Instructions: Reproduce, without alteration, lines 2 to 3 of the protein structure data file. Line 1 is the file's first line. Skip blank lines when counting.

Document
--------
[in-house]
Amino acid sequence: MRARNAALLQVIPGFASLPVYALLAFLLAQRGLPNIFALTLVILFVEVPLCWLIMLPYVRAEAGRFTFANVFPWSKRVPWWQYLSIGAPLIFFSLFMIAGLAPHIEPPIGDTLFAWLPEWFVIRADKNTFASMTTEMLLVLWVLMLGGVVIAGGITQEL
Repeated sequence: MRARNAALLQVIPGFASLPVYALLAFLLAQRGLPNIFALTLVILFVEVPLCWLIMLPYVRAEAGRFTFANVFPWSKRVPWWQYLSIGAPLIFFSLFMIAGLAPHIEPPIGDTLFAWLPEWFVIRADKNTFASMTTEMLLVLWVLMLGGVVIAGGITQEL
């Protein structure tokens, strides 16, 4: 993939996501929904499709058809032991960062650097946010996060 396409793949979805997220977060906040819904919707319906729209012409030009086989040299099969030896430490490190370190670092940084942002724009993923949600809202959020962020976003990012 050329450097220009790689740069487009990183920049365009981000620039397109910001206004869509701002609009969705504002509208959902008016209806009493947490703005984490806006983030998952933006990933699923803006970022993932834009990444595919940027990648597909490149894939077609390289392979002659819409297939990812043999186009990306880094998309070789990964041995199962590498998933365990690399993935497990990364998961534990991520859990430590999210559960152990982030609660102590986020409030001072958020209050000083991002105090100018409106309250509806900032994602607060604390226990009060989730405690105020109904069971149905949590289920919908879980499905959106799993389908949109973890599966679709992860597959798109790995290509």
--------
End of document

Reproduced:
Amino acid sequence: MRARNAALLQVIPGFASLPVYALLAFLLAQRGLPNIFALTLVILFVEVPLCWLIMLPYVRAEAGRFTFANVFPWSKRVPWWQYLSIGAPLIFFSLFMIAGLAPHIEPPIGDTLFAWLPEWFVIRADKNTFASMTTEMLLVLWVLMLGGVVIAGGITQEL
Repeated sequence: MRARNAALLQVIPGFASLPVYALLAFLLAQRGLPNIFALTLVILFVEVPLCWLIMLPYVRAEAGRFTFANVFPWSKRVPWWQYLSIGAPLIFFSLFMIAGLAPHIEPPIGDTLFAWLPEWFVIRADKNTFASMTTEMLLVLWVLMLGGVVIAGGITQEL